Average overall consumer non-mortgage debt balances remained relatively stable in Q1 2020, dropping 1.3% YoY to $29.6K and nearing a two-year low, as consumers may have been trying to deleverage in the face of higher interest rates on their credit balances.

“Consumers may have been feeling the pressure of higher credit balances and increased interest rates and so were beginning to deleverage and pay down debts. However, some were unable to do this, which can explain in part the higher delinquency rates we saw for Q1. We do not anticipate non-mortgage balances remaining stable in the coming months due to the COVID-19 pandemic,” said Fabian.

Canadian consumers have historically shown resilience and responsibility when it comes to managing credit debt. But the impact of a slowing economy and oil price slump has affected some consumers, and the massive impact of COVID-19 lockdowns will put even more pressure on consumers as it relates to the ability to pay down debt.

The resiliency of Canadian consumers remains to be seen, as current circumstances make drawing historical parallels challenging. This is further highlighted in a recent financial hardship survey conducted by TransUnion, in which 60% of Canadians indicated their incomes had been negatively impacted by the COVID-19 pandemic, with 67% of those impacted showing concerns about their ability to pay bills and loans.

Younger credit consumers are feeling more of the impact

The younger cohorts seem to be struggling the most. Compared to the previous quarter, serious delinquency rates (90+ days past due) for Millennials increased 52 bps to 7.9% in Q1 2020, and Gen Z consumers increased 130 bps to 7.5%. Millennials and Gen Z have seen their overall total debt grow to $595 B – a growth rate of just over 28% over the past two years.

Generally, younger consumers have fewer relief outlets during economic downturns, and with fewer options there tends to be higher delinquency levels. As these cohorts are already at a stress point, the effects of COVID-19 and accompanying lockdowns are likely to increase the financial shock on younger generations. This is consistent with recent survey findings that showed both Millennial and Gen Z cohorts indicated that they are even more likely to be impacted by COVID-19, at 71% and 73% respectively.

While the Q1 scenario heading into the COVID crisis was already challenging, Fabian said that he expects a drastic change over the next quarter. “It’s important to note that the constant change, and unprecedented scope and scale of this crisis can still unfold into many scenarios. Possibilities to consider include how the various relief programs will support consumers and small business, how resilient consumers will be, and how lenders will manage through the worst of this situation.”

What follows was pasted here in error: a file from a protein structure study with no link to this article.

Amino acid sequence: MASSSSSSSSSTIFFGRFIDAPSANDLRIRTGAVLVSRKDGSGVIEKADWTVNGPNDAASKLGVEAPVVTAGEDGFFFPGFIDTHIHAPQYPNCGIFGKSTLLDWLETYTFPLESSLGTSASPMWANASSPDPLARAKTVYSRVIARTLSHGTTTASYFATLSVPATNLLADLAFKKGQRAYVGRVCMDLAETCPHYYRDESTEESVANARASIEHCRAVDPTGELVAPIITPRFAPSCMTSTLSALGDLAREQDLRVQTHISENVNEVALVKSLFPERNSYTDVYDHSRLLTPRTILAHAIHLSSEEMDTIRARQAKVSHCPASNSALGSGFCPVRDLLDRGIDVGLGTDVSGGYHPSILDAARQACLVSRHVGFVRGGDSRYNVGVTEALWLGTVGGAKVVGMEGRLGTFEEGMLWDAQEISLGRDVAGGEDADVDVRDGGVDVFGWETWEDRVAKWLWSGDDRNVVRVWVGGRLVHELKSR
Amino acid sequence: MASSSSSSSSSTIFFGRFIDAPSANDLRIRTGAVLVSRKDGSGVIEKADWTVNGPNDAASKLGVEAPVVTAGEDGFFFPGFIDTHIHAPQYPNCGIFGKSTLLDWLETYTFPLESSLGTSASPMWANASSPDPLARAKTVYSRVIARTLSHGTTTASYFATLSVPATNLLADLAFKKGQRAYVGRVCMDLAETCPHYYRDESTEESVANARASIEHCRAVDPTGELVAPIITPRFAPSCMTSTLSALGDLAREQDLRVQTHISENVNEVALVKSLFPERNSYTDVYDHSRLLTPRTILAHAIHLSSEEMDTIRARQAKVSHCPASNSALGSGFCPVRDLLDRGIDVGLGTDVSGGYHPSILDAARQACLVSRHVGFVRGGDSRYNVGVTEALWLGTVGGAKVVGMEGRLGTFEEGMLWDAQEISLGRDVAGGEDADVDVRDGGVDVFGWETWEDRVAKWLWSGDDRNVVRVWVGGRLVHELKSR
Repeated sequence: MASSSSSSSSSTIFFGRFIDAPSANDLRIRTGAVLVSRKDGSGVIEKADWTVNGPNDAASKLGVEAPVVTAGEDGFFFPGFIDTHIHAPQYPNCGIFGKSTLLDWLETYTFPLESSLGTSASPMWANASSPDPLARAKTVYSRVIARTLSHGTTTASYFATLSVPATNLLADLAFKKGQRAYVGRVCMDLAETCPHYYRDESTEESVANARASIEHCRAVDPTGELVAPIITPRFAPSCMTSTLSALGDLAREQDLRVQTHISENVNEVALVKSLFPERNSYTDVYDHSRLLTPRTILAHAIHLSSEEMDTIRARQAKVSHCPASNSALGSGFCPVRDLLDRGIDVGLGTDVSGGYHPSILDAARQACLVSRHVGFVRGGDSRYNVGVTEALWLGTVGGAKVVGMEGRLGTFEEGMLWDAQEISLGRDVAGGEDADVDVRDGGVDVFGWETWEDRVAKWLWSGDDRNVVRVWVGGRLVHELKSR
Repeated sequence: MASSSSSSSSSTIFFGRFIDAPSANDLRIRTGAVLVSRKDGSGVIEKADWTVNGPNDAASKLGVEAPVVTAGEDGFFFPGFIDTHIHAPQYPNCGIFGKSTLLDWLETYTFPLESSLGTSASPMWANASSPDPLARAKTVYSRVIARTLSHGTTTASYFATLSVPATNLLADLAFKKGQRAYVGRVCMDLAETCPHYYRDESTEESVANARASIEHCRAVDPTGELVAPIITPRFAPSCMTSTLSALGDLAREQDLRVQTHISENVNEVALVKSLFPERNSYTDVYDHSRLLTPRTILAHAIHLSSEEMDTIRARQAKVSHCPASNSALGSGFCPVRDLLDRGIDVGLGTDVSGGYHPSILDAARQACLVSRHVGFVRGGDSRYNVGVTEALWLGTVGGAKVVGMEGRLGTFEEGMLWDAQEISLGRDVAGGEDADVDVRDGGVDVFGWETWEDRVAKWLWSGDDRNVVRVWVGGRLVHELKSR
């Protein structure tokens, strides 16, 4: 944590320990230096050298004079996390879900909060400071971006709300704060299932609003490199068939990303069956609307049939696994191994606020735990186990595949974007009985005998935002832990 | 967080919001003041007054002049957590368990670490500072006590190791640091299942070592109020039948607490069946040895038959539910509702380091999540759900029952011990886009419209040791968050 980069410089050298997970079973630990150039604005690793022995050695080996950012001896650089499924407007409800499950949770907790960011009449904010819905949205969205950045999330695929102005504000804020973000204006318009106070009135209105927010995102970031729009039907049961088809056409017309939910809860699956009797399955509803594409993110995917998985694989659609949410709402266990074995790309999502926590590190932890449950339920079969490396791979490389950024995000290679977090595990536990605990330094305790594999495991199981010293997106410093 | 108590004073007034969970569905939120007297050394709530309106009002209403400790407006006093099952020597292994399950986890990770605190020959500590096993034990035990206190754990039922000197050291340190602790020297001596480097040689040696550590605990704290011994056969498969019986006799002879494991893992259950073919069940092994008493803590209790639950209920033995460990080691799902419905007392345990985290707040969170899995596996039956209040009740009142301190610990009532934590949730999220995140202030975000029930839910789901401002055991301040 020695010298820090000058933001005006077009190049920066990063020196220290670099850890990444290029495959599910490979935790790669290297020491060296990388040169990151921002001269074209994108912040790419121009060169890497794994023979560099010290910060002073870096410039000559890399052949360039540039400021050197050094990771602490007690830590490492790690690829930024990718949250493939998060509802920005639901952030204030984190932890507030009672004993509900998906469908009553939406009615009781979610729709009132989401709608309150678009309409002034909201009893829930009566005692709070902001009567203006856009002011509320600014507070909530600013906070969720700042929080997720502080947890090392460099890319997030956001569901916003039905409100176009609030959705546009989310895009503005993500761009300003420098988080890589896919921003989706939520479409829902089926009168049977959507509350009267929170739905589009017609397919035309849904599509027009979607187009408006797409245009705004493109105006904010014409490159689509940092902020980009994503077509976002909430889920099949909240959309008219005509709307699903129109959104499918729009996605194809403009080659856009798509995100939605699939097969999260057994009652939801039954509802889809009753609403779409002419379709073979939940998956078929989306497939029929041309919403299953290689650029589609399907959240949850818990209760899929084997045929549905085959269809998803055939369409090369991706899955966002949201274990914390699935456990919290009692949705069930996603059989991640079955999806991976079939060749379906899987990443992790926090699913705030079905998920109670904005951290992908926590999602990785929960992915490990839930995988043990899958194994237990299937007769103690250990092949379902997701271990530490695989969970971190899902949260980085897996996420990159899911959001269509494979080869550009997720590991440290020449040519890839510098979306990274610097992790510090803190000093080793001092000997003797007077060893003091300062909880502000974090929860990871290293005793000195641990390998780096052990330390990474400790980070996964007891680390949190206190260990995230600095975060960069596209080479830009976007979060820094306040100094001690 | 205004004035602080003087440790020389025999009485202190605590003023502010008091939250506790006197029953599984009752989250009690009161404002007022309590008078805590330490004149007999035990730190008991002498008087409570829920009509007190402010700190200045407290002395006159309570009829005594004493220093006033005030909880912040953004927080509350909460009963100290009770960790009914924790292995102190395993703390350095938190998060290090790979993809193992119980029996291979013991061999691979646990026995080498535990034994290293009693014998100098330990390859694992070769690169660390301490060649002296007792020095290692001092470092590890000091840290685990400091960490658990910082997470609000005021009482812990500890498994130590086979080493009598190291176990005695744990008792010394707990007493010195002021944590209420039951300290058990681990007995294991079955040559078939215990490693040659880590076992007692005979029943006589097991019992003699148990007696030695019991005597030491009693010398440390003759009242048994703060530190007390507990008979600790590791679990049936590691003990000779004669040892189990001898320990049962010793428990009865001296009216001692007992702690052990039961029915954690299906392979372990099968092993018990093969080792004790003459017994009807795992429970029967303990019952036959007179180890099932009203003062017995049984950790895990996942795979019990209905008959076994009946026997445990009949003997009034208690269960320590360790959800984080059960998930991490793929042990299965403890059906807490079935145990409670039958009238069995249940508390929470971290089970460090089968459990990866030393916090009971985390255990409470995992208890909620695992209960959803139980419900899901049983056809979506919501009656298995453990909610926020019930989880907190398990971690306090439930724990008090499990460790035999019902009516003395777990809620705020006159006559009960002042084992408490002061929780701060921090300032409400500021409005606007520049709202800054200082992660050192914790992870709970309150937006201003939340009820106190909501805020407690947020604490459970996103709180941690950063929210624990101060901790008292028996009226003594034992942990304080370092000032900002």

For more information about the updated TransUnion consumer credit forecast, please visit

About the TransUnion Canada Industry Insights Report

TransUnion’s Canada Industry Insights Report is an in-depth, credit-active population-based solution that provides statistical information every quarter from TransUnion’s national consumer credit database, aggregated across active credit files on TransUnion record. These files contain hundreds of credit variables that illustrate consumer credit usage and performance. By leveraging the Industry Insights Report, institutions across a variety of industries can analyze market dynamics over an entire business cycle, helping to understand consumer behavior over time and across different geographic locations throughout Canada. Businesses can access more details about and subscribe to the Industry Insights Report.

About TransUnion (NYSE: TRU)

TransUnion is a global information and insights company that makes trust possible in the modern economy. We do this by providing a comprehensive picture of each person so they can be reliably and safely represented in the marketplace. As a result, businesses and consumers can transact with confidence and achieve great things. We call this Information for Good.® TransUnion provides solutions that help create economic opportunity, great experiences and personal empowerment for hundreds of millions of people in more than 30 countries. Our customers in Canada comprise some of the nation’s largest banks and card issuers, and TransUnion is a major credit reporting, fraud, and analytics solutions provider across the finance, retail, telecommunications, utilities, government and insurance sectors.

For more information or to request an interview, contact:

Contact Fiona Bang